Confidential
22d August 1864
Sir
1. I have been informed and have reason to believe that Mr W.A.G. Young Colonial Secretary, now on leave of absence in England, will not return to this Colony; it being his intention to accept the office of Secretary to Admiral Talbot, commanding a home station, and that it was with this view He obtained leave of absence from my Predecessor just prior to my arrival in the Colony and left it shortly after I assumed the Government.
2. Though Mr Youngs departure by which I was left without a Colonial Secretary immediatelyafterManuscript image after I assumed the Government and the refusal of the Legislature to provide Salary for a Private Secretary, caused me great inconvenience and embarrassment, I could not cancel Mr Youngs leave without committing an act of discourtesy to my Predecessor.
3. I was, under these circumstances obliged to avail myself of the services of the clerk to the Colonial Secretary who proved to be wholly incompetent to carry on the duties of the office which Mr Young I regret to say left in a very unsatisfactory condition.
4. No register had ever been kept and reference to papers and documents thus became a work of great labor and delay and in some cases altogetherimpossibleManuscript image impossible.
5. Mr Henry Wakeford, Police Magistrate of Western Australia fortunately arrived on leave of absence at this time and I immediately availed myself of his services as Acting Colonial Secretary (as reported in my despatch No 29 dated 4 June 1864) under whose intelligence and industry the office is rapidly acquiring order and regularity.
6. The character and capacity of the Public officers of the Colony taking them as a body is of a low calibre and I derive little support or assistance from them.
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7. I would earnestly recommend Mr Wakeford being appointed Colonial Secretary in the Event of Mr Young vacating the office.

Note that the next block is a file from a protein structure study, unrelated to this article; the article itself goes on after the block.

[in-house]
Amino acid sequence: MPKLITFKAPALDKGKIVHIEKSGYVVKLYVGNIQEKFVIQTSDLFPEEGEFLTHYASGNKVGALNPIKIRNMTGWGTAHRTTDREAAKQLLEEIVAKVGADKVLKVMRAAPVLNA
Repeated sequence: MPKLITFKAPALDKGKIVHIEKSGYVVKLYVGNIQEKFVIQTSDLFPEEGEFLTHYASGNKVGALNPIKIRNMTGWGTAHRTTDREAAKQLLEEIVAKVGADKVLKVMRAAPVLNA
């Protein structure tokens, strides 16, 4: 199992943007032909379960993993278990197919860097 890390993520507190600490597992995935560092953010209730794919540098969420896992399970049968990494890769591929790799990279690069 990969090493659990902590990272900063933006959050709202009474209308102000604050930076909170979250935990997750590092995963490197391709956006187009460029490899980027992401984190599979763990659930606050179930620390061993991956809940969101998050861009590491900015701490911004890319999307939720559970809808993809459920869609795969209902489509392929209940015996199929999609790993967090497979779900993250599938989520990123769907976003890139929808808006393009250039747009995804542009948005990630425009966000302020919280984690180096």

8. Mr Wakeford has since 1855 held the offices of Private Secretary, Clerk of the Councils and latterly that of Police Magistrate in Western Australia, in all of which offices He acquitted himself with great credit and did good service, and I feel confident He will prove a valuable public servant if appointed here.
9. I think under the circumstances in which I am placed that it would not be unreasonable to enquire of Mr Young whether He contemplated accepting another office, and whetherHeManuscript image He intended to return at the expiration of his leave of absence to enable me to make provision for carrying on the Public Service.
In the event of Mr Wakeford resuming his office in Western Australia I have no officer here capable of conducting the business of the Secretary's office and Mr Young should be required to return to his duties at the expiration of his leave.
Note this.
[ABd]
I have the honor to
be
Sir Your very obedient
humble Servant
A.E. Kennedy
Governor
Minutes by CO staff
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Sir F. Rogers
Mr Young informed me orally that he had declined to be Secretary to Admiral Talbot at Sheerness. Mr Young's leave of absence expires on the [blank] May next.
Ansr Capn Kennedy that the wishes he has expressed in favor of Mr Wakeford cannot be complied with as Mr Young has not accepted the apptment of Secy to Admiral Sir Chas Talbot. Add that care will be taken to require Mr Young to return at the expiration of his leave of absence?
ABd 15 Octr
Mr Cardwell
I think we ought to get this from Mr Young in black & white.
FR 15/10
EC 16
Other documents included in the file
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Rogers to W.A.G. Young, 20 October 1864, inquiring whether he intended to resume his office in Vancouver Island at the expiration of his leave.
Kennedy, Arthur to Cardwell, Edward 22 August 1864, CO 305:23, no. 9483, 79. The Colonial Despatches of Vancouver Island and British Columbia 1846-1871, Edition 2.2, ed. James Hendrickson and the Colonial Despatches project. Victoria, B.C.: University of Victoria. https://bcgenesis.uvic.ca/V64159CO.html.

Last modified: 2020-12-02 13:40:34 -0800 (Wed, 02 Dec 2020) (SVN revision: 5008)